U.S. consumers are spending more and boosting the economy, at the same time that businesses are investing less and weighing on growth.
Gross domestic product, the broadest measure of the nation's economic health, grew at an annual rate of 3.1% from July to September, the Commerce Department said Thursday, more than double the 1.3% rate in the second quarter.
The government estimates quarterly GDP figures three times, and Thursday's number is the third and final estimate. It had originally reported the economy grew only 2% in the third quarter.
Consumer spending, which typically accounts for more than two-thirds of the U.S. economy, was the single largest driver of economic growth between July and September. U.S. households bought more motor vehicles and health care services, leading consumer spending to rise at a 1.6% annual rate in the quarter.
Government defense spending was another large driver, rising 12.9% in the third quarter. And home sales picked up, also contributing to economic growth.
Meanwhile, businesses built up their stockpile of goods and were hesitant to make new investments. Business spending contracted at a 1.8% annual rate in the quarter, dragging on overall economic growth. The largest cuts in business spending were on equipment and software.
Economists point to uncertainty about 2013 taxes and government spending cuts as the culprit that's weighing on business investment decisions.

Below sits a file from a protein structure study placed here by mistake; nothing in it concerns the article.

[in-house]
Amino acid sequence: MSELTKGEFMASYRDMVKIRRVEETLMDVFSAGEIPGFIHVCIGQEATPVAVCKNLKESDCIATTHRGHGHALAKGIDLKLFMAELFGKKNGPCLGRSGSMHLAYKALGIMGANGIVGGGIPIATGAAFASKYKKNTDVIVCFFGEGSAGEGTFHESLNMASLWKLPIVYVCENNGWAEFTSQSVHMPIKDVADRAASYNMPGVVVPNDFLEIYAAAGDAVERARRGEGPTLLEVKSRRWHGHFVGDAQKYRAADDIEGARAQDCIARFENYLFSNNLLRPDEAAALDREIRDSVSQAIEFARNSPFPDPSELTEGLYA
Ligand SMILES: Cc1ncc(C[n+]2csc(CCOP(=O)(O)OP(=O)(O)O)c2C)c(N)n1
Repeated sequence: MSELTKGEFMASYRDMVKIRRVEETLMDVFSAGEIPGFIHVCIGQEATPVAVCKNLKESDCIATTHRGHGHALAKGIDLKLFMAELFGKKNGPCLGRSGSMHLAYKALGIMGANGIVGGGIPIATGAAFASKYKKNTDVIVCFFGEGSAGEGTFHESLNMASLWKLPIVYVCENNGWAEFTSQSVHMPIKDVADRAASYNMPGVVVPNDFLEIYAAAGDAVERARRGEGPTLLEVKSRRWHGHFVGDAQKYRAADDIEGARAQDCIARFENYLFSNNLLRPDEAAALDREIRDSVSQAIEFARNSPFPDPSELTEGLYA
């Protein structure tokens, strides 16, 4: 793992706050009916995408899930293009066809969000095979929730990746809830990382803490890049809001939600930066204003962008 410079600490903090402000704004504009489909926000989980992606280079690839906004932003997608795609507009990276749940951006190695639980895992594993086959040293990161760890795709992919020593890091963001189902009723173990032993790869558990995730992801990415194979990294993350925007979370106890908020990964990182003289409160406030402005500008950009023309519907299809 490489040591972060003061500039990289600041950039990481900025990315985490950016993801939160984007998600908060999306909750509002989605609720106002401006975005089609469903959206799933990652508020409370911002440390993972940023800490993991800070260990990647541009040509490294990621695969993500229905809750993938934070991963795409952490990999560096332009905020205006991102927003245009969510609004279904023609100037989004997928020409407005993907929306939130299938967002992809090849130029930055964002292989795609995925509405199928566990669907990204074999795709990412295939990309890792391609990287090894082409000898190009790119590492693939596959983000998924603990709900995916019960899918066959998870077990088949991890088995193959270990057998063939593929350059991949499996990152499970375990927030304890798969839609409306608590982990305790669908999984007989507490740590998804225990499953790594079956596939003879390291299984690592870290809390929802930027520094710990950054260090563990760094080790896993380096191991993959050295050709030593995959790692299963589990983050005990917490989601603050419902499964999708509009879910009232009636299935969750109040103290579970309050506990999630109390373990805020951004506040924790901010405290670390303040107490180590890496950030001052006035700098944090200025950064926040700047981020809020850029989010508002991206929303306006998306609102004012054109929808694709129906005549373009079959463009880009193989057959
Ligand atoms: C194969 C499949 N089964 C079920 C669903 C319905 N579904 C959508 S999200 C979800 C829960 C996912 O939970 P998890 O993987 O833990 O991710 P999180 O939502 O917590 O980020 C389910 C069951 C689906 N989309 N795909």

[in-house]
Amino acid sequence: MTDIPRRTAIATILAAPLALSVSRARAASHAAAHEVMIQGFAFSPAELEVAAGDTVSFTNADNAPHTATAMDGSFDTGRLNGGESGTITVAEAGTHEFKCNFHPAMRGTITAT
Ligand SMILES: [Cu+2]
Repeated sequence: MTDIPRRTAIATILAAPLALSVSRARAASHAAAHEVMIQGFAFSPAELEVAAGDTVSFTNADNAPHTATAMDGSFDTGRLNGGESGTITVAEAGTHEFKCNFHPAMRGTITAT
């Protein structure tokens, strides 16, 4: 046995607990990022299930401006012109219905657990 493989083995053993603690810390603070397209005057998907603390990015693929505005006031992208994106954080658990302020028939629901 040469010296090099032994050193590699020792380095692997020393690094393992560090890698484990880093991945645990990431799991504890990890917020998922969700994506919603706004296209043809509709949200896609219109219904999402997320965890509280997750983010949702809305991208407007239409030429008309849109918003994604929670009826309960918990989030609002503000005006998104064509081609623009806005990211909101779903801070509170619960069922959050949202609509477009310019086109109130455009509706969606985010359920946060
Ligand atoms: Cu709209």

"The uncertainty generated by fiscal ineptitude has basically shut down investment spending," Ward McCarthy, chief financial economist for Jefferies and Co. said in a research note.
Overall, the recovery remains sluggish. On average, the U.S. economy has grown about 2% a year for the last three years. If the fiscal cliff is not resolved, economists are expecting it will dip into another recession next year.
In other economic news, a separate report showed first-time claims for unemployment benefits rose last week.
About 361,000 people filed initial claims for unemployment benefits, up 17,000 from the prior week. While the rise was slightly larger than expected, claims at that level are consistent with levels seen before Superstorm Sandy led thousands of people to file for temporary unemployment benefits.